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Compare and contrast how the site renders the following three links:

  1. http://wiki.teamfortress.com/wiki/Civilian_(Classic)
  2. http://wiki.teamfortress.com/wiki/Civilian_(Classic\)
  3. http://wiki.teamfortress.com/wiki/Civilian_%28Classic%29

Source:

1. http://wiki.teamfortress.com/wiki/Civilian_(Classic)
2. http://wiki.teamfortress.com/wiki/Civilian_(Classic\)
3. http://wiki.teamfortress.com/wiki/Civilian_%28Classic%29

The site behaves correctly. Chat... not quite as much. This is how chat renders each of these links:

  1. http://wiki.teamfortress.com/wiki…)
  2. http://wiki.teamfortress.com/wiki…;
  3. http://wiki.teamfortress.com/wiki…

You can see the Stack Exchange RandomSneaky ComplimentarySemicolon* pop up out of nowhere in line 2. You can see this in action here.

What's up with the Stack Exchange RandomSneaky ComplimentarySemicolon*?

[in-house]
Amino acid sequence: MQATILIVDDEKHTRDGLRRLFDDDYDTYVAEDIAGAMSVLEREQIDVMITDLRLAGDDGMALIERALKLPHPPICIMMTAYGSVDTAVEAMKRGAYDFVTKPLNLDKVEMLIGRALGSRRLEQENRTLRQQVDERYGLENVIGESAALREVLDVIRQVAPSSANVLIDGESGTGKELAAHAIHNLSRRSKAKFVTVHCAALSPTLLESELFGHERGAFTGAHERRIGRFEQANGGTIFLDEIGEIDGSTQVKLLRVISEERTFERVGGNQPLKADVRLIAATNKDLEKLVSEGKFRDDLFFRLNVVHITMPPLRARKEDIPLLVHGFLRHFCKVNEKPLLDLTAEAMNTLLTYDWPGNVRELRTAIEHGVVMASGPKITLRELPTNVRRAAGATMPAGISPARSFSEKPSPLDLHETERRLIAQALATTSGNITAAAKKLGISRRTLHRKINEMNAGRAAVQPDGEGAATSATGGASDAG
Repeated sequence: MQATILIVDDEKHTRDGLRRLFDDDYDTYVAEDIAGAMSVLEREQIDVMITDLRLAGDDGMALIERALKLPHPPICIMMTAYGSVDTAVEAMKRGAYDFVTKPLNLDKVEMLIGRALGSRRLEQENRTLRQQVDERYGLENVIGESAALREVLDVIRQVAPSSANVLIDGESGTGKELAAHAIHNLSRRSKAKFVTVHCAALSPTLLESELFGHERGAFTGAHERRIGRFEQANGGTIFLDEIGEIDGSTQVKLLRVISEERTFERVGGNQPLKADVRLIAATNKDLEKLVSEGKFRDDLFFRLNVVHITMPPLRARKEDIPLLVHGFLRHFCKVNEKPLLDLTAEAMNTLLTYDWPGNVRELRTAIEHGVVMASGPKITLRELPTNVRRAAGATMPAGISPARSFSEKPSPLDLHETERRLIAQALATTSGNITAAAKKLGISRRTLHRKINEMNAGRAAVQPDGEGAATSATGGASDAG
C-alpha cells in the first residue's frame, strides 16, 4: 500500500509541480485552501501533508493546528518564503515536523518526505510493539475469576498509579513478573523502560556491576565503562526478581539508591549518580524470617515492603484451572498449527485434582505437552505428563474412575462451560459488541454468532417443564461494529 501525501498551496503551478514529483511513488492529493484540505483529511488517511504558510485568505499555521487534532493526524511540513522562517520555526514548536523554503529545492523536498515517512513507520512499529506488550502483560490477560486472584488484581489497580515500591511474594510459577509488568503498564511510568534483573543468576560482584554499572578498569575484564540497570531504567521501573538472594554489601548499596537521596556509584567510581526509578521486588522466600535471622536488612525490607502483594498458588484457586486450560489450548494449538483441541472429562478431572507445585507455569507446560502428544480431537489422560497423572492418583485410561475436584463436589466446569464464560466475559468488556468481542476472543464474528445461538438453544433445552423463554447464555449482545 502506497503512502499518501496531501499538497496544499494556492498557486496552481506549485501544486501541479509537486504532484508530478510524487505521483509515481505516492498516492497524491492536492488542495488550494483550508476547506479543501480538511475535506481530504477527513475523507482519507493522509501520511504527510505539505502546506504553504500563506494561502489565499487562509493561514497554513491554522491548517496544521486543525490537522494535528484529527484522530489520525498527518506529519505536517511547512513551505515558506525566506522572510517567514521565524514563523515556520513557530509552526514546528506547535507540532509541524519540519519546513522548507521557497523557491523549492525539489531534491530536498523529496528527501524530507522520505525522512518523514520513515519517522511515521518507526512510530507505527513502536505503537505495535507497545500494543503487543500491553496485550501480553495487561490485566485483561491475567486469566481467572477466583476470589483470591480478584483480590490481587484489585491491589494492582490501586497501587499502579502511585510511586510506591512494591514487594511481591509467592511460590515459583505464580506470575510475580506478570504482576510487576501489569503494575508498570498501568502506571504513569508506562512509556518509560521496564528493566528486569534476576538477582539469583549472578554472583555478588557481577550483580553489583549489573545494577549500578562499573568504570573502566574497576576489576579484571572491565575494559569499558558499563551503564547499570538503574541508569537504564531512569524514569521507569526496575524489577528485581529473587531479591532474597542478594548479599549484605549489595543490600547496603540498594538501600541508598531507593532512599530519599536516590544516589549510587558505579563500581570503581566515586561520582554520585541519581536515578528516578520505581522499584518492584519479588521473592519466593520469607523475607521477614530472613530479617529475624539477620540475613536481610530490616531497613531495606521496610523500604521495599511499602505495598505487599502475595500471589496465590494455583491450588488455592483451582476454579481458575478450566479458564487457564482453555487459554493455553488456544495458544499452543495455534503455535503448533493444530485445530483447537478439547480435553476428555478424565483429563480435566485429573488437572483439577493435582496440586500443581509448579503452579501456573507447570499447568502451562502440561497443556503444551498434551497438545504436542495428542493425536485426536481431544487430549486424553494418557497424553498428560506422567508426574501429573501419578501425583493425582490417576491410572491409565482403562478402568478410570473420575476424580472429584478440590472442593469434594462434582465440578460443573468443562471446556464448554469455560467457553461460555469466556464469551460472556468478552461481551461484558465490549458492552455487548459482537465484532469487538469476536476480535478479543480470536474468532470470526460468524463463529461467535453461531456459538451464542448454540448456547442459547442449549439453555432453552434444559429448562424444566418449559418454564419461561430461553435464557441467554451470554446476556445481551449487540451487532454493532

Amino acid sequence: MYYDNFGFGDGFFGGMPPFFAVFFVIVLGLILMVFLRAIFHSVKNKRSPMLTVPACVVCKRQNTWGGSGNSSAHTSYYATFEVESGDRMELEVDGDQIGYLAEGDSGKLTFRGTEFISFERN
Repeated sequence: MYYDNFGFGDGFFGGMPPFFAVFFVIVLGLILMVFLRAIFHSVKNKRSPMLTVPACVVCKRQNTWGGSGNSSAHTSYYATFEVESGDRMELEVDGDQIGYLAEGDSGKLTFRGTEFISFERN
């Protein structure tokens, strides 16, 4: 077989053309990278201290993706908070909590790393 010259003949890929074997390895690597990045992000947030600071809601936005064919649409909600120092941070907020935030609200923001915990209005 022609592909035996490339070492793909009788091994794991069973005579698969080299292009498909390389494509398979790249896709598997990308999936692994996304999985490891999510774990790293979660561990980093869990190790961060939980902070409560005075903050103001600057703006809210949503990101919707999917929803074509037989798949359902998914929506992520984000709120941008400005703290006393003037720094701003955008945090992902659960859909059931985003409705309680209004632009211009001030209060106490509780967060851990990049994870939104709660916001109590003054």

*I'm sorry. So, so sorry.

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5

The MarkdownMini implementation used in comments and chat uses a quick and simple approach to avoiding escaped characters – it simply converts them to HTML entities, so when you slash escape the parenthesis at the end, you're actually getting

text = text.Replace(@"\)", ")");

The autolinker regex doesn't allow for the trailing character to be a semicolon, so it lops it off when taking your URL and you get a link with a href value of

http://wiki.teamfortress.com/wiki/Civilian_(Classic&#41

where the browser ever so helpfully decides that the malformed entity is the closing parenthesis your heart desired.

Not necessarily the most desired behaviour, but short of making the escape process a bit more complicated for this specific case, I'm not sure there's much to be done about it.

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  • 2
    You've likely confused me for Tim Post
    – Tim Stone
    Jan 6 '13 at 15:05
  • ahh.. Sorry about that.
    – asheeshr
    Jan 6 '13 at 15:05
  • It happens quite often, don't worry ;)
    – Tim Stone
    Jan 6 '13 at 15:06
  • Hmm.. this whole thing wouldn't be a problem if the autolinker were smart enough to swallow trailing close parentheses when there's a corresponding unclosed open parenthesis in the link. Of course, if it's really implemented as just a single regex, that could get a bit tricky. (Not impossible, at least not with modern PCRE variants, but tricky.) Jan 7 '13 at 2:12

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